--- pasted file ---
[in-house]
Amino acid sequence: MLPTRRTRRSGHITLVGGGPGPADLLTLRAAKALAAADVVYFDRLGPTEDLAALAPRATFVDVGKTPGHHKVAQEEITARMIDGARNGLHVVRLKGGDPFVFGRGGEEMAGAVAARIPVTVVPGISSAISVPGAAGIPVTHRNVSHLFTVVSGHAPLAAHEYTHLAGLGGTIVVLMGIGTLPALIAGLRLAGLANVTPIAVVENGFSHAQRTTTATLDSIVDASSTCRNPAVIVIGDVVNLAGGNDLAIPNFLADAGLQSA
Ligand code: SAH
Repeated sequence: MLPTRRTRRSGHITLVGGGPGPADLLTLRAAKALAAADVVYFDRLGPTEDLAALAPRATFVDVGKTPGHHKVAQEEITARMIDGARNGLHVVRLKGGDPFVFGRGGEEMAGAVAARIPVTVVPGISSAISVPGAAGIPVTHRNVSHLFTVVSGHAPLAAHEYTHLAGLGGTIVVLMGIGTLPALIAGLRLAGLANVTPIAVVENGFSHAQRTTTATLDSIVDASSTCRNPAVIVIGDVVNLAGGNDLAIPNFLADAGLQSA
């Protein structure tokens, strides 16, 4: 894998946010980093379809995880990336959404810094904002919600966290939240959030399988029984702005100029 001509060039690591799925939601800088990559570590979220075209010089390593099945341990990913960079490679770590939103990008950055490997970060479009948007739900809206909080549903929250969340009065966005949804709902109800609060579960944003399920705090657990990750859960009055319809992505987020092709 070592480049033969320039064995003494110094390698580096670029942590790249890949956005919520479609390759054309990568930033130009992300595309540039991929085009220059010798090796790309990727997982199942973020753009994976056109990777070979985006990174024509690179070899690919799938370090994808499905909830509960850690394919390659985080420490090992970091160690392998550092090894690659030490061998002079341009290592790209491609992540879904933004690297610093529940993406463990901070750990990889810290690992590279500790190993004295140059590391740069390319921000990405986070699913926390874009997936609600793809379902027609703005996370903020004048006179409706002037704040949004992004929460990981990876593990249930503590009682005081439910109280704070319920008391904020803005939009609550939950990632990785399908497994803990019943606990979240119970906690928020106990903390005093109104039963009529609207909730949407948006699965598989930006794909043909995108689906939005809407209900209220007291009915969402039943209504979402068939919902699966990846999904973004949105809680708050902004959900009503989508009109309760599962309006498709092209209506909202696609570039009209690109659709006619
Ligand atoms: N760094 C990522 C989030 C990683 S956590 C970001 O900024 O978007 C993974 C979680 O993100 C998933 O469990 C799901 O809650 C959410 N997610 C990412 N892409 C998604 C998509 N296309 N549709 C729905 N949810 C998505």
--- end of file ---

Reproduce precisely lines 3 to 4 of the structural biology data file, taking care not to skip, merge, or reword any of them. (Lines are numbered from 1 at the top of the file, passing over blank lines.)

Ligand code: SAH
Repeated sequence: MLPTRRTRRSGHITLVGGGPGPADLLTLRAAKALAAADVVYFDRLGPTEDLAALAPRATFVDVGKTPGHHKVAQEEITARMIDGARNGLHVVRLKGGDPFVFGRGGEEMAGAVAARIPVTVVPGISSAISVPGAAGIPVTHRNVSHLFTVVSGHAPLAAHEYTHLAGLGGTIVVLMGIGTLPALIAGLRLAGLANVTPIAVVENGFSHAQRTTTATLDSIVDASSTCRNPAVIVIGDVVNLAGGNDLAIPNFLADAGLQSA